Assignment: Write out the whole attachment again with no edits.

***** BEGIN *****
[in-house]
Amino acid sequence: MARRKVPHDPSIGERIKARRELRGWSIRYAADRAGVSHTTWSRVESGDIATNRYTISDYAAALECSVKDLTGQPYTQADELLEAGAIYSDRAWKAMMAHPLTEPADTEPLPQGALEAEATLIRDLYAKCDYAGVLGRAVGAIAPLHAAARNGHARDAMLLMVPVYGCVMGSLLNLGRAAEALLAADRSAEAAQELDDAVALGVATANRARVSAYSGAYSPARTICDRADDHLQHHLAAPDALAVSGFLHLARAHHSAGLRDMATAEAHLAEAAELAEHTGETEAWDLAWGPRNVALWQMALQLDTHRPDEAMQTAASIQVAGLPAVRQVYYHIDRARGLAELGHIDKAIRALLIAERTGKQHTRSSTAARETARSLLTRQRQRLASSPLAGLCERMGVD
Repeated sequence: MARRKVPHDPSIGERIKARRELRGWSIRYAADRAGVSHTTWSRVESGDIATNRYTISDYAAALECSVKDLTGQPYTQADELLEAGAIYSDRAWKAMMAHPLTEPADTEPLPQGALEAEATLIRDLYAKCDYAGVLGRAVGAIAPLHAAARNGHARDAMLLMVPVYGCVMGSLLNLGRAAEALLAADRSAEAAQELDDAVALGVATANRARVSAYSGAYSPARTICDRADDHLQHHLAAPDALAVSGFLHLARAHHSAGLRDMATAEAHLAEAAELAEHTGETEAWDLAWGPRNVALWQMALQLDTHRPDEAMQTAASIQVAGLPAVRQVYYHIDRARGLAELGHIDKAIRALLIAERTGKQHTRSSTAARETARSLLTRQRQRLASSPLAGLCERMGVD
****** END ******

[in-house]
Amino acid sequence: MARRKVPHDPSIGERIKARRELRGWSIRYAADRAGVSHTTWSRVESGDIATNRYTISDYAAALECSVKDLTGQPYTQADELLEAGAIYSDRAWKAMMAHPLTEPADTEPLPQGALEAEATLIRDLYAKCDYAGVLGRAVGAIAPLHAAARNGHARDAMLLMVPVYGCVMGSLLNLGRAAEALLAADRSAEAAQELDDAVALGVATANRARVSAYSGAYSPARTICDRADDHLQHHLAAPDALAVSGFLHLARAHHSAGLRDMATAEAHLAEAAELAEHTGETEAWDLAWGPRNVALWQMALQLDTHRPDEAMQTAASIQVAGLPAVRQVYYHIDRARGLAELGHIDKAIRALLIAERTGKQHTRSSTAARETARSLLTRQRQRLASSPLAGLCERMGVD
Repeated sequence: MARRKVPHDPSIGERIKARRELRGWSIRYAADRAGVSHTTWSRVESGDIATNRYTISDYAAALECSVKDLTGQPYTQADELLEAGAIYSDRAWKAMMAHPLTEPADTEPLPQGALEAEATLIRDLYAKCDYAGVLGRAVGAIAPLHAAARNGHARDAMLLMVPVYGCVMGSLLNLGRAAEALLAADRSAEAAQELDDAVALGVATANRARVSAYSGAYSPARTICDRADDHLQHHLAAPDALAVSGFLHLARAHHSAGLRDMATAEAHLAEAAELAEHTGETEAWDLAWGPRNVALWQMALQLDTHRPDEAMQTAASIQVAGLPAVRQVYYHIDRARGLAELGHIDKAIRALLIAERTGKQHTRSSTAARETARSLLTRQRQRLASSPLAGLCERMGVD